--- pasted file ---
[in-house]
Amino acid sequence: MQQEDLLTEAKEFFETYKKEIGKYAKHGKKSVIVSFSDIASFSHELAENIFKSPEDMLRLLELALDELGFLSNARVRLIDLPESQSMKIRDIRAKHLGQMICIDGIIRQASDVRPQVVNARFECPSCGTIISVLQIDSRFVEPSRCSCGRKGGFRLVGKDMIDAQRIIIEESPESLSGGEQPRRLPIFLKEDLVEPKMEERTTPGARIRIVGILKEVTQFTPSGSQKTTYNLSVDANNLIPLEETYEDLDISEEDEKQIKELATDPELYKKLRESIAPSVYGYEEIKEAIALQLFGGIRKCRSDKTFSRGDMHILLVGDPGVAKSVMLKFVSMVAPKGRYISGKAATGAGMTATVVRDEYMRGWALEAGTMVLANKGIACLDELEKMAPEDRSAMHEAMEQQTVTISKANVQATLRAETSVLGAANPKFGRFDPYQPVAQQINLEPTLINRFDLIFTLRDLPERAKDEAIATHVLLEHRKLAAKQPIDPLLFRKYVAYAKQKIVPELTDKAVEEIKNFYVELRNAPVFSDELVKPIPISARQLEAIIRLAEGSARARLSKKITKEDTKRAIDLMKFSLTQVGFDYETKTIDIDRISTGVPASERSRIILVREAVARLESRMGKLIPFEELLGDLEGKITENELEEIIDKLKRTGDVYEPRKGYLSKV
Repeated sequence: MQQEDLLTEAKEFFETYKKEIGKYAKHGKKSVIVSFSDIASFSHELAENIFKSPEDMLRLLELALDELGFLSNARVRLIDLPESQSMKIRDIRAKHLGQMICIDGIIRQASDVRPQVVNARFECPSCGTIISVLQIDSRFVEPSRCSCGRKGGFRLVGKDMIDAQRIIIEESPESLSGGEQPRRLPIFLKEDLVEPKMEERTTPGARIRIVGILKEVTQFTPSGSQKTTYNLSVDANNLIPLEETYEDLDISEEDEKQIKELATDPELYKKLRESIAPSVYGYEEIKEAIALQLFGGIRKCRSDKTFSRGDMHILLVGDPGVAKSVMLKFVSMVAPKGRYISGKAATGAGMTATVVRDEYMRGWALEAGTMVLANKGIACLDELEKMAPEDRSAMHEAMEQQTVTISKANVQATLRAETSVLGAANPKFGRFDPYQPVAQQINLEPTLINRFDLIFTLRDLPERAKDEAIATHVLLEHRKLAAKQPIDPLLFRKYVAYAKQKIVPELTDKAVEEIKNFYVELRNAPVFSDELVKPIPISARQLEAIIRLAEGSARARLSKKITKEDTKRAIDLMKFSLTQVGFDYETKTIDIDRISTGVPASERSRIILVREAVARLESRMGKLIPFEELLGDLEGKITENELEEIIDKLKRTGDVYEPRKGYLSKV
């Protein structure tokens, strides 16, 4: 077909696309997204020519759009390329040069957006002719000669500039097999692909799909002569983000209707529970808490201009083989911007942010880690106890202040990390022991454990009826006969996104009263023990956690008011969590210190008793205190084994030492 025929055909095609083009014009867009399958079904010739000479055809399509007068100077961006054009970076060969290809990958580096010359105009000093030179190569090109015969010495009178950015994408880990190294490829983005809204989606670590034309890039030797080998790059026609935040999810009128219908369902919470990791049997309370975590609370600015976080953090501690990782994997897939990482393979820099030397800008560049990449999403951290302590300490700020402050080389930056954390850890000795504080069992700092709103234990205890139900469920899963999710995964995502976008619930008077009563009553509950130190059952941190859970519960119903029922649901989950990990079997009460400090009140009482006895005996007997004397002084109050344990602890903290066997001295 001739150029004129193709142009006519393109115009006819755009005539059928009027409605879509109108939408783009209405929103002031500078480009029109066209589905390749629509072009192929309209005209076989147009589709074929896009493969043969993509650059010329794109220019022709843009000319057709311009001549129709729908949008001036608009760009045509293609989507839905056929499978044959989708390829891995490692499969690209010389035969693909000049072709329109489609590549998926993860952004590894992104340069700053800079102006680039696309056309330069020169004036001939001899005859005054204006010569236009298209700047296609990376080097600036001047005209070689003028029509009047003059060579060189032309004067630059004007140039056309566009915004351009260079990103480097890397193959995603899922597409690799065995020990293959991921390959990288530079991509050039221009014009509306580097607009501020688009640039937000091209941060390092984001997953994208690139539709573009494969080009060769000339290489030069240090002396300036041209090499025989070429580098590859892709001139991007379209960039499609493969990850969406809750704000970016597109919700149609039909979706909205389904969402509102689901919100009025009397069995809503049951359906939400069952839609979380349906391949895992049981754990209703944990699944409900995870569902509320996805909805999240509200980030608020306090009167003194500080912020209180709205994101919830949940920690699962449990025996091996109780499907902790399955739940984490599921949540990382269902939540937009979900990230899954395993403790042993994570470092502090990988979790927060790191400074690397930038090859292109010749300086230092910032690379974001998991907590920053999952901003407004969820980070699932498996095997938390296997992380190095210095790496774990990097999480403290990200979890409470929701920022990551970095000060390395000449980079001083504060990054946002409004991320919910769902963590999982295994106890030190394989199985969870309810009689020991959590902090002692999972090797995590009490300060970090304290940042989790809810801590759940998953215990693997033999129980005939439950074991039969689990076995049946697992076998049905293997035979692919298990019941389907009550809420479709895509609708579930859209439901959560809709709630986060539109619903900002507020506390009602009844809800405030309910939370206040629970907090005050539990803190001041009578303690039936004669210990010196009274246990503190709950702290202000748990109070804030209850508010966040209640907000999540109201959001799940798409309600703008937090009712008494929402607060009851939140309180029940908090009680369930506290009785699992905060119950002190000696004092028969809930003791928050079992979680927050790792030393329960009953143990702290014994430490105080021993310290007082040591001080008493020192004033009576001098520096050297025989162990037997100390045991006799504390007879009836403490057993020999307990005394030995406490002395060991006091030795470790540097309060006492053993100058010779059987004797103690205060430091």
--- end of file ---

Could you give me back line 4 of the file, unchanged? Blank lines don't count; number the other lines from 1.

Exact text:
């Protein structure tokens, strides 16, 4: 077909696309997204020519759009390329040069957006002719000669500039097999692909799909002569983000209707529970808490201009083989911007942010880690106890202040990390022991454990009826006969996104009263023990956690008011969590210190008793205190084994030492 025929055909095609083009014009867009399958079904010739000479055809399509007068100077961006054009970076060969290809990958580096010359105009000093030179190569090109015969010495009178950015994408880990190294490829983005809204989606670590034309890039030797080998790059026609935040999810009128219908369902919470990791049997309370975590609370600015976080953090501690990782994997897939990482393979820099030397800008560049990449999403951290302590300490700020402050080389930056954390850890000795504080069992700092709103234990205890139900469920899963999710995964995502976008619930008077009563009553509950130190059952941190859970519960119903029922649901989950990990079997009460400090009140009482006895005996007997004397002084109050344990602890903290066997001295 001739150029004129193709142009006519393109115009006819755009005539059928009027409605879509109108939408783009209405929103002031500078480009029109066209589905390749629509072009192929309209005209076989147009589709074929896009493969043969993509650059010329794109220019022709843009000319057709311009001549129709729908949008001036608009760009045509293609989507839905056929499978044959989708390829891995490692499969690209010389035969693909000049072709329109489609590549998926993860952004590894992104340069700053800079102006680039696309056309330069020169004036001939001899005859005054204006010569236009298209700047296609990376080097600036001047005209070689003028029509009047003059060579060189032309004067630059004007140039056309566009915004351009260079990103480097890397193959995603899922597409690799065995020990293959991921390959990288530079991509050039221009014009509306580097607009501020688009640039937000091209941060390092984001997953994208690139539709573009494969080009060769000339290489030069240090002396300036041209090499025989070429580098590859892709001139991007379209960039499609493969990850969406809750704000970016597109919700149609039909979706909205389904969402509102689901919100009025009397069995809503049951359906939400069952839609979380349906391949895992049981754990209703944990699944409900995870569902509320996805909805999240509200980030608020306090009167003194500080912020209180709205994101919830949940920690699962449990025996091996109780499907902790399955739940984490599921949540990382269902939540937009979900990230899954395993403790042993994570470092502090990988979790927060790191400074690397930038090859292109010749300086230092910032690379974001998991907590920053999952901003407004969820980070699932498996095997938390296997992380190095210095790496774990990097999480403290990200979890409470929701920022990551970095000060390395000449980079001083504060990054946002409004991320919910769902963590999982295994106890030190394989199985969870309810009689020991959590902090002692999972090797995590009490300060970090304290940042989790809810801590759940998953215990693997033999129980005939439950074991039969689990076995049946697992076998049905293997035979692919298990019941389907009550809420479709895509609708579930859209439901959560809709709630986060539109619903900002507020506390009602009844809800405030309910939370206040629970907090005050539990803190001041009578303690039936004669210990010196009274246990503190709950702290202000748990109070804030209850508010966040209640907000999540109201959001799940798409309600703008937090009712008494929402607060009851939140309180029940908090009680369930506290009785699992905060119950002190000696004092028969809930003791928050079992979680927050790792030393329960009953143990702290014994430490105080021993310290007082040591001080008493020192004033009576001098520096050297025989162990037997100390045991006799504390007879009836403490057993020999307990005394030995406490002395060991006091030795470790540097309060006492053993100058010779059987004797103690205060430091």